Glue the bridge after carefull dryfitting. If you use some of our Cam Clamps. You will need three of them, at least 8"
long. You will also need special cauls that you can make a temporary "bridge" to protect the fragile fan bracing
inside the guitar.
Give all wood surfaces a final sanding with 220 grit sandpaper, install the frets and prepare to install the finish.
There are many different opinions on finish material from urethane to varnish to lacquers. Do your research and
decide on what suite you best. Remember the thinner the finish the better sound you will get with a solid wood
Finishing is a whole different operation in and of itself is too lengthy to discuss in this format. I suggest you get a
good book on instrument finishing from one of the suppliers.
This was a quick overview of guitar construction and I have not had the room to go into any great detail on anything.
At Ultimate Guitar OnLine, we plan on publishing an ebook on guitar construction in the near future, so watch for
Good Luck and most of all HAVE FUN!
Check Us Out At:

Once the braces have had at least a couple of hours to dry, final shape and sand them with 220 sandpaper until
satin smooth.

Ultimate Guitar Store

When it comes time to glue the bracing on the back plate you should use an brace arch insert in the GoBoard. This
jig will aid you in gluing your back braces at the perfect arch so your back plate will have the perfect arch or crown.

Our sites have a LOT of tips on such things as fret installation, neck adjustments and recommendations etc. Check
out the articles and come back often as we are adding content all the time.

Look at for hand tools required and: for stationary tools recommended.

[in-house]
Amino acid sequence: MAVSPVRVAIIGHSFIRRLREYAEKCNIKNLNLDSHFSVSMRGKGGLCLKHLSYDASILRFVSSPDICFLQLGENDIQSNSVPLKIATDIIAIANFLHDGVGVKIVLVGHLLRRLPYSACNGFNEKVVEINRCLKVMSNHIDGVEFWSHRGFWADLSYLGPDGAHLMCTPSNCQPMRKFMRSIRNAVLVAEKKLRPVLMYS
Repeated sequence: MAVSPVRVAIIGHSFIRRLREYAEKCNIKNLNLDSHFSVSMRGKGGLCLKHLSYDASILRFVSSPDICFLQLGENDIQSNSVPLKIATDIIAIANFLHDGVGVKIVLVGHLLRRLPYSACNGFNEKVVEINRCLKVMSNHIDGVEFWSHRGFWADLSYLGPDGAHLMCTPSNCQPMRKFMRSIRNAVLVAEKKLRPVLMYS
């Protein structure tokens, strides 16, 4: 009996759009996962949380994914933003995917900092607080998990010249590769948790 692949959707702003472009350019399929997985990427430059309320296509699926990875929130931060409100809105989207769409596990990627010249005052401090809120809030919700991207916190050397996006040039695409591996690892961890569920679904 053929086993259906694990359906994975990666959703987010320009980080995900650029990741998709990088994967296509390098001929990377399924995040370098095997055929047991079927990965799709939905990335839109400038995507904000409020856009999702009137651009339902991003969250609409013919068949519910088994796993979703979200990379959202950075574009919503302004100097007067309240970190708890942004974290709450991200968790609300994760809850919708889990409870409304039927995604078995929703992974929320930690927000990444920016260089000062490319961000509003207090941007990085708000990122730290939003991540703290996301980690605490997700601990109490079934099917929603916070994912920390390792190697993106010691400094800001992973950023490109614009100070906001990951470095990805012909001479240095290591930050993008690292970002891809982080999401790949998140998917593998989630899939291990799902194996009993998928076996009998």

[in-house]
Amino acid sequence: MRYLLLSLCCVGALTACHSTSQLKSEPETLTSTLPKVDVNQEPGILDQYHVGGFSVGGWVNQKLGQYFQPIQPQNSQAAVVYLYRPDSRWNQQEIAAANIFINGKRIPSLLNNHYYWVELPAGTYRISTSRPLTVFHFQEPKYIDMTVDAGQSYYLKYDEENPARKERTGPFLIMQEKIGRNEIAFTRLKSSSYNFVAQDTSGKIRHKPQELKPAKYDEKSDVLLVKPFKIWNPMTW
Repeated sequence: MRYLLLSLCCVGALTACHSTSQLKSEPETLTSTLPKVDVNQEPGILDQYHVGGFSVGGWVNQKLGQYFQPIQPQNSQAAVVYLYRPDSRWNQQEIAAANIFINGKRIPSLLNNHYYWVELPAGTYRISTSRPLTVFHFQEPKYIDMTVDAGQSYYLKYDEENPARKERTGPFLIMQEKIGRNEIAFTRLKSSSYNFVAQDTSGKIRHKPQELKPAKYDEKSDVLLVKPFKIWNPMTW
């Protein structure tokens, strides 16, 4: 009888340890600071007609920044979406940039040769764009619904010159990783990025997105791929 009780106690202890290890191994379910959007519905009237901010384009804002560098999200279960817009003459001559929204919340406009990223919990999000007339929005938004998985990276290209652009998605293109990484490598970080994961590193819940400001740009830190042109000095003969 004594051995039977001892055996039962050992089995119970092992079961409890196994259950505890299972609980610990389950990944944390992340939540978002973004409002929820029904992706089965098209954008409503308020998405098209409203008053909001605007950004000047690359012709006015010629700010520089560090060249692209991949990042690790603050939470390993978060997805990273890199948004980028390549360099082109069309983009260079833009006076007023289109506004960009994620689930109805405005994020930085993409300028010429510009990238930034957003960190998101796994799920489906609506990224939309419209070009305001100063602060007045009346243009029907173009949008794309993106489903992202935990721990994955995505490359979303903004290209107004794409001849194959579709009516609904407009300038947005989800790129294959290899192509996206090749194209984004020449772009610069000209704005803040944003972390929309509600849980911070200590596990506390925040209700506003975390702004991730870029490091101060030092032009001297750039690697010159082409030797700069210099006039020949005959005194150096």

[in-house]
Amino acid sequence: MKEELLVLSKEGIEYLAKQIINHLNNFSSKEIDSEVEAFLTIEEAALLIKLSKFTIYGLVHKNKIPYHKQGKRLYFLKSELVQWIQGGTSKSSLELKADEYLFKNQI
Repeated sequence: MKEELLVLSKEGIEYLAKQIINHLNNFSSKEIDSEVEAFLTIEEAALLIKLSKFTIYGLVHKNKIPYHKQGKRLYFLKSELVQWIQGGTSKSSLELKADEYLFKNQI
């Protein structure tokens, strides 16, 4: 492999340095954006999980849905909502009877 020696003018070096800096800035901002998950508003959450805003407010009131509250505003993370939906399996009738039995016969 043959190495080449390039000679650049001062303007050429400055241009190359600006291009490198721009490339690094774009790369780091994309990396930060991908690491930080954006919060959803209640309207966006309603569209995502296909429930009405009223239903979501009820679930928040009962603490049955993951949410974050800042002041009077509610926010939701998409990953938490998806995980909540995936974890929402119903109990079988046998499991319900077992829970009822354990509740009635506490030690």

Above all else make sure everything fits together perfectly before gluing. Do not force anything as stress is a guitar
ruins the tone. When in doubt take a few extra hours of sanding, trimming, and pre-assembly to get everything as
perfect as you can. Our Guitar Templates and Inside Forms can get you a long way down this road.

Note For Detailed Construction Instructions

Refer To Our Book "Guitar & Ukulele Construction
Handbook @
This Drawing or Drawings Are To Used For One Use Only
And Not Reproduced For Any Other Purpose Than
Construction Of This Particular Instrument, and a One Time
Reproduction Only is Allowed
Reproduction, Distribution or Sales For Any Other Use Is
Strictly Prohibited And Falls Under U.S Copyright Laws For
David VerBurg AIA c 2013
This Sheet Size Is Metric A0 Size Overall Size is 1189mm x
841mm With 15mm Borders On All Sides. For USA
Customers Print On Architectural "E" (36" x 48") Without
Resizing For 1:1 Printout.

Georgia Luthier Supply

Classical Guitar Plan #3

Date: Feb. 2010

Revisions: Dec 13, 2013
Unless Noted Otherwise,
These Plans Are Drawing
Full Scale. They Are
Labeled in mm and
Fractional Inches

Sheet Number